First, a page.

Lenovo today outlined its upcoming lineup of gaming laptops and desktops for this spring.
The announcements mostly revolve around its Legion gaming line, which is getting a bit of a naming refresh with these new models. Expect four new Legion gaming laptops (led by the flagship Legion 7), one entry-level IdeaPad gaming laptop, and one Legion tower. All of these will be arriving this May.
A couple of these laptops were first mentioned as part of the new wave of gaming machines that would make use of Nvidia’s mobile GeForce RTX Super GPUs and Intel’s 10th Generation Core H-Series processors. Today’s announcement from Lenovo provides much more detail, and it adds a few more laptops to the mix—read on for information on each.
The Lenovo Gaming Flagship: Meet the Legion 7
The Legion 7 is the high-end offering in this new batch, aimed at enthusiasts. It’s a 15-inch laptop with a starting price of $1,599 and plenty of room to scale upward. It, and all of these new Legion laptops, offer a clean, updated visual design. They also all feature an improved “TrueStrike” keyboard and full number pad.
Component options for the Legion 7 include a 144Hz or 240Hz display, 10th Generation Intel Core i7 or i9 processors, up to a GeForce RTX 2080 Super (Max-Q), as much as 32GB of memory, and a maximum 1TB SSD. The keyboard backlighting on the Legion 7 is more advanced than the others, as it offers per-key customization.
Legion 5: 2 Processor Families, 2 Screen Sizes
Next up is the 15-inch Legion 5, of which there are technically two flavors. The Legion 5i is the Intel-CPU version, while the Legion 5 will carry AMD chips. These are both more affordable 15-inch alternatives to the Legion 7: The 5i will start at $829.99, while the 5 starts at $849.99.
There are component differences between the Legion 5i and Legion 5 beyond the processor, too. In addition to 10th Generation Core i5 and Core i7 processors, the Legion 5i offers up to a GeForce RTX 2060 GPU, a maximum of 16GB of memory, and up to a 1TB SSD. The screen options are all 1080p IPS panels but come in a variety of refresh rates (60Hz, 120HZ, 144Hz, and 240Hz).
The AMD-based Legion 5, meanwhile, will carry Ryzen 5 or Ryzen 7 CPUs. It only maxes out at a GeForce GTX 1650 Ti for graphics and 8GB of memory, so the performance cap is lower than the 5i despite a slightly higher starting price. There are just two screen choices for this model: a 1080 IPS screen in 60Hz or 120Hz.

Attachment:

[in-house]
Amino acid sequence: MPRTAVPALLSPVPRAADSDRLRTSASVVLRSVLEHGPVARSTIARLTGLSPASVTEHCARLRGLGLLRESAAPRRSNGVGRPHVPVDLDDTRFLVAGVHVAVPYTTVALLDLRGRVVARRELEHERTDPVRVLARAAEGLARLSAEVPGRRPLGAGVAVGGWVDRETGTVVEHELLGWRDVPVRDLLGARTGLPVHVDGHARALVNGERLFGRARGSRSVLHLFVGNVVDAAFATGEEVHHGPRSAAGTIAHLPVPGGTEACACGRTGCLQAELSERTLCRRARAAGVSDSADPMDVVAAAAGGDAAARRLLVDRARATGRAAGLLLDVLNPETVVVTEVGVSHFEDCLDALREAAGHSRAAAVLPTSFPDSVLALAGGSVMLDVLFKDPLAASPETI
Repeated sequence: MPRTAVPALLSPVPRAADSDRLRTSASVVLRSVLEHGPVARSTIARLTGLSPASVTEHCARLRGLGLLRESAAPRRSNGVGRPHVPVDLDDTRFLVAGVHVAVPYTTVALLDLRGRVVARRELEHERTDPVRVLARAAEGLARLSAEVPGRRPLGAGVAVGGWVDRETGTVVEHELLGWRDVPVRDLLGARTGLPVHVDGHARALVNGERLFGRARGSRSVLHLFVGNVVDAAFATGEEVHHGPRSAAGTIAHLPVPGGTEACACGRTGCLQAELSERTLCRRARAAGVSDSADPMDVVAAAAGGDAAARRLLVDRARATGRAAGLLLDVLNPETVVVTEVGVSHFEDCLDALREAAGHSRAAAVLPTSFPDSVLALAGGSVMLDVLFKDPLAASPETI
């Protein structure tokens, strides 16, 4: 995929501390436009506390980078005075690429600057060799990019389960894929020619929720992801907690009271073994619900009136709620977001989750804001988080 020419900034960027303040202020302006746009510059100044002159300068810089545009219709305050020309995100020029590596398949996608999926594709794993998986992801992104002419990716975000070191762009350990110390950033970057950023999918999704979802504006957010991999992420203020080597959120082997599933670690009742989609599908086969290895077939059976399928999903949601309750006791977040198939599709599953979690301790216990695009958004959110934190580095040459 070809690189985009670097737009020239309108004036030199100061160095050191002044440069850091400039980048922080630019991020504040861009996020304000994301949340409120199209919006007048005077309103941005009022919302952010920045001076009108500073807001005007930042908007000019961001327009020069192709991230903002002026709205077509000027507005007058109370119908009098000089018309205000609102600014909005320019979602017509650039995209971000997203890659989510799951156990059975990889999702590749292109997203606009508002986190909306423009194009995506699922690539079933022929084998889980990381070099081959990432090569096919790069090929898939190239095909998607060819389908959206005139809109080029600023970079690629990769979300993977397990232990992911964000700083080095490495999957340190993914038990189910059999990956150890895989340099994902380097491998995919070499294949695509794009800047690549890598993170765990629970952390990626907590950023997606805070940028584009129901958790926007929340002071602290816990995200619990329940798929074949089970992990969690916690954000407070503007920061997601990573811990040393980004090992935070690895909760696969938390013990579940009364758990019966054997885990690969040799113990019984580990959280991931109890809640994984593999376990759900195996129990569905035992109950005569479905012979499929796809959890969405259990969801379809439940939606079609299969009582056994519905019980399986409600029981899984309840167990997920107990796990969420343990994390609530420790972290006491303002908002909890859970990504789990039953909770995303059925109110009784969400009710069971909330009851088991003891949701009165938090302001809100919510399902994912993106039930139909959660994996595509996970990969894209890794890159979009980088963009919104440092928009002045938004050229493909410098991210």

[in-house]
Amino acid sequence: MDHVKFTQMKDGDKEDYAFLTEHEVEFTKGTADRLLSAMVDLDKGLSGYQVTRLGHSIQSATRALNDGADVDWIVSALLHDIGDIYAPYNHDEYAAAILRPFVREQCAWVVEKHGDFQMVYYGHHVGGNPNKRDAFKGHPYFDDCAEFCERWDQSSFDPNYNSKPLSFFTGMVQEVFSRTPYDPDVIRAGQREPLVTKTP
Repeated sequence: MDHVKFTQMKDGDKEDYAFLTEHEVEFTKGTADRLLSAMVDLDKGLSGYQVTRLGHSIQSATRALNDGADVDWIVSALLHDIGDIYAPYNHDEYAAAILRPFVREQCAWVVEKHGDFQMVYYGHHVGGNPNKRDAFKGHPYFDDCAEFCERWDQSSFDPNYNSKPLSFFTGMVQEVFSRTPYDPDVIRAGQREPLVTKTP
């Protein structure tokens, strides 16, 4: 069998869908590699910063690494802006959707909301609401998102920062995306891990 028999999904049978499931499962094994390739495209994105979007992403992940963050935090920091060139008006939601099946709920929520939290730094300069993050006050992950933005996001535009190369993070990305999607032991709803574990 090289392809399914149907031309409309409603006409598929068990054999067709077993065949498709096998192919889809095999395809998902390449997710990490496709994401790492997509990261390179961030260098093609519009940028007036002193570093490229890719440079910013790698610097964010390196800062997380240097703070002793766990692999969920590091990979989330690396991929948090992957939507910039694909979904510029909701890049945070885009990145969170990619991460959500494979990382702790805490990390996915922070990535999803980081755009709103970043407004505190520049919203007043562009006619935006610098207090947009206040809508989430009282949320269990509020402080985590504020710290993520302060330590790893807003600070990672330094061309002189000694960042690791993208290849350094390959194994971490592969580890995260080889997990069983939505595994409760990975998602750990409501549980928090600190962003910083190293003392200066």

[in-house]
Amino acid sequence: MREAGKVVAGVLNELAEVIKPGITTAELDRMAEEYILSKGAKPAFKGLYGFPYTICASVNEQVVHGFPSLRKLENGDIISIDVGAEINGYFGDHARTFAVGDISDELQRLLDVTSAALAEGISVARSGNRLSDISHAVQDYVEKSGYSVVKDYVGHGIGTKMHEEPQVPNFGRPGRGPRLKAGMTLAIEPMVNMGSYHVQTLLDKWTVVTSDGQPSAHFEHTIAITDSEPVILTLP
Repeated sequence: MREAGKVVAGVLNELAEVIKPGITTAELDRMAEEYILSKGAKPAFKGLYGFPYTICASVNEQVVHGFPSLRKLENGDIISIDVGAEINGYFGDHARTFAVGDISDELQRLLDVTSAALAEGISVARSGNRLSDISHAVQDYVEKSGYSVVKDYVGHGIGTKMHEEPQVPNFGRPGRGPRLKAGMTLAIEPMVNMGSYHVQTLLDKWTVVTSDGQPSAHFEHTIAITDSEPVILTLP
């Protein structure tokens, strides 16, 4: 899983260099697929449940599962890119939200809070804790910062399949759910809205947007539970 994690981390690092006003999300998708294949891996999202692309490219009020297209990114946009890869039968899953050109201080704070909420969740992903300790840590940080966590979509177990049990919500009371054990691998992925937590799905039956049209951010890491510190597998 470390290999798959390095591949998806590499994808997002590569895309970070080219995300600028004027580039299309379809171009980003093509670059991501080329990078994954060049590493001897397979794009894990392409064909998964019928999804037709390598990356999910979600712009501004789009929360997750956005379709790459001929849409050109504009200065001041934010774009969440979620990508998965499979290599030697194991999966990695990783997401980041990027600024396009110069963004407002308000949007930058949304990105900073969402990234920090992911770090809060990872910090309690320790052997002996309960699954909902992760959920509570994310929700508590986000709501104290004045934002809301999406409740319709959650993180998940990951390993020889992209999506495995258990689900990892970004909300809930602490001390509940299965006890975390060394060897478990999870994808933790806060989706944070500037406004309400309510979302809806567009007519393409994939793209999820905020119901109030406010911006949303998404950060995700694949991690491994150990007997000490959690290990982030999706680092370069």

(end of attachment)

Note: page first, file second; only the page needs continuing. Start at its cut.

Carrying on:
The default keyboard backlighting for both the Legion 5i and Legion 5 is a white backlight, and there’s an option for a four-zone RGB version.
Moving on, there’s also a 17-inch version of the Legion 5i. It’s similar to the 15-inch 5i in terms of price tier and style, but it has a higher starting price of $1,129.99 given its size.
There are two versions of its 17.3-inch display—a 1080p IPS screen in 60Hz or 120Hz—and otherwise similar options to the smaller model. This model only includes Core i7 processors, no Core i5 option, and maxes out at an RTX 2060 GPU, 16GB of memory, and a 1TB SSD. Also, the keyboard only comes with white backlighting. There is no 17-inch equivalent for the AMD branch of this laptop, i.e., no “17-inch Legion 5” is currently planned to go with the 17-inch Legion 5i.
A Budget-Friendly Option: The IdeaPad Gaming 3
Last of the new laptops: We come to the one non-Legion system. The budget-priced IdeaPad Gaming 3 is a 15-inch laptop starting at $729.99. It’s aimed at casual, value-oriented gamers looking for an entry point.
Component options include 10th Generation Core i5 and Core i7 processors, while the only choices for the GPU and memory are a GeForce GTX 1650 and 8GB of RAM. The storage maxes out at a 512GB SSD, while the display can be a 1080p IPS screen in either 60Hz or 120Hz. The keyboard includes a non-customizable blue backlight.
A Desktop, Too: The Legion Tower 5i
Last but not least, we come to the matching Legion desktop. The Legion Tower 5i is versatile, with a low starting configuration price of $799.99 but plenty of room to scale upward. The case measures 24 by 13 by 22 inches (HWD), making it a relatively compact, but not exactly small-form-factor, MicroATX tower.
It will offer forthcoming 10th Generation Intel desktop processors, as much as 32GB of RAM and a 1TB SSD, and top out at a GeForce RTX 2070 Super desktop card for graphics. A Legion Tower 5 with AMD processor options will be available later this year; Lenovo didnt disclose processor details there, either.
As stated earlier, all of these PCs will be available starting in May 2020. Check back for full reviews as they become available.